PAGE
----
In any case, they’d have to stick with a 998 bandplan now, and presumably have to pick a profile with a power of 14.5dBm to match 17a. Profile 8d allows for this, and can use the 8.832MHz top-end.

      With LR-VDSL using profile 8b, and 20.5dBm power, it would make sense to reuse that profile for those cabs.

      In 8MHz, bandplan 998 favours more downstream than 997, so is more likely to be able to carry the downstream of both 40 and 55Mbps packages. However, I wonder whether it will disfavour upstream too much. If so, they could attempt to use profile 12a to redress that balance too.

  3. David

    Whilst I applaud BT if it gives existing users more performance, I’m also dismayed as it’s another excuse to sweat the copper further. I’d be more interested in seeing them really pushing FTTPoD and leaving G.Fast as the fall back.

  4. h42422

    If they can get gigabit speeds from their copper network with minimal investment compared to a full network rebuild, what is wrong with that? Even if they started the rebuild today, it would take a lifetime to complete.

    I personally don’t care what is the material used to deliver my internet connection. I just wish it would be faster than the current 2Mbps due to a long exchange only line, which will not be helped by this technology or any other for that matter.

    If they started a massive network rebuild, they would start it from where it is the easiest to do. Those with fast FTTC connections would get their FTTP first, and those of us whose speeds are essentially the same as they were in 1999, would be pushed to the bottom of the queue again, as we are the most expensive to upgrade, no matter what technology will be used.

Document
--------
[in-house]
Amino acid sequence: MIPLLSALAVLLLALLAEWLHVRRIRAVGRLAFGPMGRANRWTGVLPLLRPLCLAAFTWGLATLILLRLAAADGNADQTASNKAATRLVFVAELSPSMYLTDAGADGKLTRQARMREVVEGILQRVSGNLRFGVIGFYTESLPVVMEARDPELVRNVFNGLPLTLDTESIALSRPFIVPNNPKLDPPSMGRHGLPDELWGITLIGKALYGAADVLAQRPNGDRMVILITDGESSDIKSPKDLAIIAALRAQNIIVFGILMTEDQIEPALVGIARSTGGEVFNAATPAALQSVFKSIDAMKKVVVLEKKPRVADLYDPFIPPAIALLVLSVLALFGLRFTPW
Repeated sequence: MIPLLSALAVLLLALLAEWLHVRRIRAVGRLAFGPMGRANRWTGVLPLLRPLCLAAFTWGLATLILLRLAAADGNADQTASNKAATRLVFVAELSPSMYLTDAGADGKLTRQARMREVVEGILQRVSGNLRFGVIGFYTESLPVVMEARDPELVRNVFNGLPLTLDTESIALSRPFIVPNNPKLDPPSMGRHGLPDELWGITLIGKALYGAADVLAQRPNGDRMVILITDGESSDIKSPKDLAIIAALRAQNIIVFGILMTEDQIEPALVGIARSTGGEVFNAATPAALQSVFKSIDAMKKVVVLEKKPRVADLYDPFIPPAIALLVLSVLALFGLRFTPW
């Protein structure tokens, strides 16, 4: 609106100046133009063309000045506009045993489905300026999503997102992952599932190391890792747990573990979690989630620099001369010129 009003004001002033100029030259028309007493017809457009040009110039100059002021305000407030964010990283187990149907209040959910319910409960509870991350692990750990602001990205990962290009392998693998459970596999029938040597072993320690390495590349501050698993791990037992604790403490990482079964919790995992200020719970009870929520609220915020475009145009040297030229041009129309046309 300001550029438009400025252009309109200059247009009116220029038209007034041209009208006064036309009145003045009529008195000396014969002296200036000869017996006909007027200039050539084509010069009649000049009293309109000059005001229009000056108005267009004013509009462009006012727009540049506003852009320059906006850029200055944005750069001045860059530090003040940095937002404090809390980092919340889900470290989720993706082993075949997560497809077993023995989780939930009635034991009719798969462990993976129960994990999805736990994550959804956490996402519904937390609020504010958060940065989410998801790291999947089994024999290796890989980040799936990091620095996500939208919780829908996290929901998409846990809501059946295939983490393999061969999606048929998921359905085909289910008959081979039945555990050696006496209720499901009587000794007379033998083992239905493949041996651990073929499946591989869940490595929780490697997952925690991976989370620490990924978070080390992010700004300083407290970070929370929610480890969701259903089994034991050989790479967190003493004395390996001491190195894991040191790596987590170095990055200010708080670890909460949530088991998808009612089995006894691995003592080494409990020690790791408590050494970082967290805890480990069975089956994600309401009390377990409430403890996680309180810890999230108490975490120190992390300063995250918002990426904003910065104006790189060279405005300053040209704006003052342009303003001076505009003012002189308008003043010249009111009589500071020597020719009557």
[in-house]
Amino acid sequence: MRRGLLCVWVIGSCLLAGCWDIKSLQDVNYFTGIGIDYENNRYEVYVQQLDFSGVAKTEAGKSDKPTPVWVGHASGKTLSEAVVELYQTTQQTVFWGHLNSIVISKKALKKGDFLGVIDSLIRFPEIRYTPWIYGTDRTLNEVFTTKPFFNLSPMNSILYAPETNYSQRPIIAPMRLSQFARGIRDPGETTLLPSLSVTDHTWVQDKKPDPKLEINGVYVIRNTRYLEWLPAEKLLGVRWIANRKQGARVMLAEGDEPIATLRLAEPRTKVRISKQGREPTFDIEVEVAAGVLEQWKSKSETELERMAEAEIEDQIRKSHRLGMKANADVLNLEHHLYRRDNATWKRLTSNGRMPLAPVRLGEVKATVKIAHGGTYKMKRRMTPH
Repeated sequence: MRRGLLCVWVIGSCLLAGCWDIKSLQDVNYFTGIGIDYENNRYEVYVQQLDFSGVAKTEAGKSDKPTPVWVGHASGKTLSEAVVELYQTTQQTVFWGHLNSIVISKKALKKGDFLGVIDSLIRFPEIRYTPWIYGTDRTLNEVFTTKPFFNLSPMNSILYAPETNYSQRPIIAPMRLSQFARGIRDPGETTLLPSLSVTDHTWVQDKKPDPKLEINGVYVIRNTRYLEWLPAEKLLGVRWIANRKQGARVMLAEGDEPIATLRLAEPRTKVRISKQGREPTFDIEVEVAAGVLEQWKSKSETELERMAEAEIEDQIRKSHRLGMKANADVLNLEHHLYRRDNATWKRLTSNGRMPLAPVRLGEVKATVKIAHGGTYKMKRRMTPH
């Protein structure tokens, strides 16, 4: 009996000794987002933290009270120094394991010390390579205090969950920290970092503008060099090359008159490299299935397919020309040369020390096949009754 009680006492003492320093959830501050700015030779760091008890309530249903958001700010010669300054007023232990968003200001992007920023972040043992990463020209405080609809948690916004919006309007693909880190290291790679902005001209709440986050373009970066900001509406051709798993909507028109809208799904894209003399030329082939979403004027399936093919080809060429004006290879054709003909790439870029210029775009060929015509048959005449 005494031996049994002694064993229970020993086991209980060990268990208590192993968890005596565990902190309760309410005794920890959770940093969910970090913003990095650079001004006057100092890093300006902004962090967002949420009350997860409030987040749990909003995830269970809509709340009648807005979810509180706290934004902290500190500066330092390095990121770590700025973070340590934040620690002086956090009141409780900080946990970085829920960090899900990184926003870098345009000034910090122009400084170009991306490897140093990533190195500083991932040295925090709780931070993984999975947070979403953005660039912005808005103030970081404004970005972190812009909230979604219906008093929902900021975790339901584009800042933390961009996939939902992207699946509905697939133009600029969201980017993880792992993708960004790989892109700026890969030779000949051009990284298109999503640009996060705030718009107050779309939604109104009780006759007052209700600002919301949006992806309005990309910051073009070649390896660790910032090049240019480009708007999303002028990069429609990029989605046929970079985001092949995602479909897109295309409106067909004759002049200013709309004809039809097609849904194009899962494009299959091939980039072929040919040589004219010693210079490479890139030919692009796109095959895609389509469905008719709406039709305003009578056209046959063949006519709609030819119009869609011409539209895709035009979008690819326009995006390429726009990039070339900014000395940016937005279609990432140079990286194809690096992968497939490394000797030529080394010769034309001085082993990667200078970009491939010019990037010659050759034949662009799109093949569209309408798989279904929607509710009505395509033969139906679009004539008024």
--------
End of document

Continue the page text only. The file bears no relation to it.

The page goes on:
Yes, the future may be fibre, but if there is a way to provide fibre speeds with copper technology while waiting for FTTP, by all means let them.

    • They won’t do Gigabit speeds via G.fast (yet) as their aim for 2025 was to push the headline rate from 330Mbps to 500Mbps. The above development might help that cause a little but it’s only one part of the changes they’ll need to make over the next few years.

    • Matt

      I expect virgin will be the one to force them to look at above 500Mbps as by 2020 alone I expect Virgin will offer 500Mbps to all there network if not 1Gbps though later might be harder but not compared to how much BT would need do.

    • CarlT

      Virgin can happily hit a gigabit in most of their areas this year or next, however Openreach have never been interested in speed competitions with VM and there’s no reason to think this’ll change.

    • TheFacts

      Like we all need 1G…

    • CarlT

      Indeed. Basically no-one would buy it. Much of the population resent paying any more than TalkTalk prices for broadband let alone the kind of price tag a gigabit service comes in at.

      Most don’t really do that much that would benefit from that extra performance either just yet. It’s slowly changing.

  5. Bob Hannent

    It would be interesting to see if they can deliver VDSL2 and G.Fast with different service providers, it would make having diverse links and a fast backup much easier on a single line.

    • 125uS

      How can you have diverse links on a single line? The most susceptible component in an Internet service is the last mile.